Subprime Car Buyers Haven't Defaulted This Much Since '96

Grunge was on its way out the door, Pepsi aficionado Bob Dole was challenging William Jefferson Clinton for the keys to the White House, and the Ford Contour was still a relatively new sight on American roads.

That was the last time this many U.S. car owners fell way, way behind on their subprime auto loans.

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Vanishing Act? Fewer Subprime Customers Shopping for Cars

It’ll be another 24 hours before the nation’s automakers release March sales figures, all thanks to the Easter long weekend. Shaking off the effects of a chocolate bunny induced sugar high takes a day or two, after all.

This means, at most dealers, last month’s subvented rates still apply — so, if you’re looking at snagging a 2017 model, it might not be a bad idea to lock the deal down today. Shoppers of MY2018 machines can relax, as the deals on those rides will likely be better tomorrow morning … especially if it’s a vehicle that was majorly reworked for 2019.

Until then, we have time to peruse a story from Bloomberg, one which pontificates on the sudden evaporation of subprime new car buyers from showrooms in the month of March.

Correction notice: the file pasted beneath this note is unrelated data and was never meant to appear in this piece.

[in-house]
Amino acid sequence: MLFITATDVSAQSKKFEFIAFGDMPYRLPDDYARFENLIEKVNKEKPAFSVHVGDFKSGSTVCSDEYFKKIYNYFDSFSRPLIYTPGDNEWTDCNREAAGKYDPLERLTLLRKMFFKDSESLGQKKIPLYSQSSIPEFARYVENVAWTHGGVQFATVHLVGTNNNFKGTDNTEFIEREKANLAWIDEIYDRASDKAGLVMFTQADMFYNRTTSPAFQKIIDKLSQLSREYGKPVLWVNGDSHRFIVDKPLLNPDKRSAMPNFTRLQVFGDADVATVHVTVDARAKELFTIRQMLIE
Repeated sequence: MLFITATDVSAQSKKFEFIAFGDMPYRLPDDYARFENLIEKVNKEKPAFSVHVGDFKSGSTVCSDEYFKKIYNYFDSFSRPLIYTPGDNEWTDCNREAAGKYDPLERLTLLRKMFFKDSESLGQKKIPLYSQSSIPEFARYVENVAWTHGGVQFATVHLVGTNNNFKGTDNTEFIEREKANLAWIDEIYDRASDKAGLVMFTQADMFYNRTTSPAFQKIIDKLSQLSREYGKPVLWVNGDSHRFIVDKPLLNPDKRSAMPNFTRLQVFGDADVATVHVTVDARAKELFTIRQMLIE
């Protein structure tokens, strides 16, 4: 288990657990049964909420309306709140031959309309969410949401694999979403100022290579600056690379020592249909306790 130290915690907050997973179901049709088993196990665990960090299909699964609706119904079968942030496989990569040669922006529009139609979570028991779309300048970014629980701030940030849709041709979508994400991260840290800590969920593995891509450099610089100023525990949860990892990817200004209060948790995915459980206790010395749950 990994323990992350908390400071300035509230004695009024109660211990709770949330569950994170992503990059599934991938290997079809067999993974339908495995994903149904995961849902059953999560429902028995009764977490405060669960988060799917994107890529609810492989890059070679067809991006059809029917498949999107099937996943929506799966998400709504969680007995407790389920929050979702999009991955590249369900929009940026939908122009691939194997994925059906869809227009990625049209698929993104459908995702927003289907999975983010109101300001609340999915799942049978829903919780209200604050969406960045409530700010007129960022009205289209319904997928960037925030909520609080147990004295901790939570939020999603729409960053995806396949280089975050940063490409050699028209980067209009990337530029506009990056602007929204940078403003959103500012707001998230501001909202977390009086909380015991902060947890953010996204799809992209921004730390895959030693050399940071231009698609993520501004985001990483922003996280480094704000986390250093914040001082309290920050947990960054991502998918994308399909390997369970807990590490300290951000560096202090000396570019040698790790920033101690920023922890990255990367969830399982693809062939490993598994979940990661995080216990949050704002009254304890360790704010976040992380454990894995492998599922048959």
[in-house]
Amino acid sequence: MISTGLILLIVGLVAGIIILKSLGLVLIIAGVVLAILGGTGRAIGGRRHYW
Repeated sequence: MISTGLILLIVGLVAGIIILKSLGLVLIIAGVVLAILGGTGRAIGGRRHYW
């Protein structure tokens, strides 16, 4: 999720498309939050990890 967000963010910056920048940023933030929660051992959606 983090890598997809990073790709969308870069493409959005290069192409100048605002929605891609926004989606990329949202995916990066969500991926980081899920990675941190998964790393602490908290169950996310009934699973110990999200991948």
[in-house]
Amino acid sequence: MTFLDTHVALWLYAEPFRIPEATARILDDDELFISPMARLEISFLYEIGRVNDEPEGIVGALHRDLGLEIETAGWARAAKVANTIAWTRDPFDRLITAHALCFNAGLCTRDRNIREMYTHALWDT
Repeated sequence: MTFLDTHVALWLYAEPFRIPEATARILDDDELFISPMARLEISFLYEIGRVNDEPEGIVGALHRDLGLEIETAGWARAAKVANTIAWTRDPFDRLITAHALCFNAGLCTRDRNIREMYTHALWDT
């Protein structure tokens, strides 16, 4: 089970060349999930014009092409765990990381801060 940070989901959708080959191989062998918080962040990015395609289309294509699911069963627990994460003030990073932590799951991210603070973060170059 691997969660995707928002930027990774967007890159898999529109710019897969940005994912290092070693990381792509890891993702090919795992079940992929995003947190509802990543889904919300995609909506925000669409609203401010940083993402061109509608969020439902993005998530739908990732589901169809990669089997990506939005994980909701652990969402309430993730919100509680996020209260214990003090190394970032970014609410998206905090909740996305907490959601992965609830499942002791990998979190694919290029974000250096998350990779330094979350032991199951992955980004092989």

Evaporation? I thought there was a glut of them! Let’s dig into the report.

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Bark's Bites: Subprime Lending Is Even More Bizarre Than You Imagined

“We’re dirty, yeah, but so are the dealers. We’re all dirty in this business.”

The petite, honest-faced young lady sitting across from me at my lunch table doesn’t look like a predator. To be fair, she isn’t. She just works for a company that’s one of the biggest subprime lenders in the country, with offices in several states. By the time a dealer calls them for a loan, they’ve already tried every traditional bank and credit union in their Rolodex.

And in exchange for a delicious burrito, she agreed to meet with me and pull back the kimono on the subprime auto lending business in the United States, a business which many in the financial sector believe to be the next big bubble.

I have a lot of questions, and she’s more than willing to answer them. I ask what sorts of credit scores they’ll approve.

“We can pretty much approve any credit score. I just approved a 413 beacon score the other day. Of course, it was a 25 percent loan. Credit is really just one piece of the puzzle,” Elizabeth* (not her real name) explains to me. “Sure, we pull TransUnion and Equifax, but we’re also looking at their obligations versus their verifiable income. Medical bills don’t count. It’s just rent plus whatever else is on their credit report.”

“Sure,” I say. “That makes sense.”

“Of course,” she continues between small bites of burrito, “if they’ve just stopped paying a bill, something other than another car loan, we don’t count that bill as part of their monthly obligations. Nobody pays student loans. They’ll have like five or six loans and won’t have paid a damn dime in months. So we don’t worry about those.”

Hang on. It gets weirder. And better.

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Wells Fargo Places Cap On Subprime Loans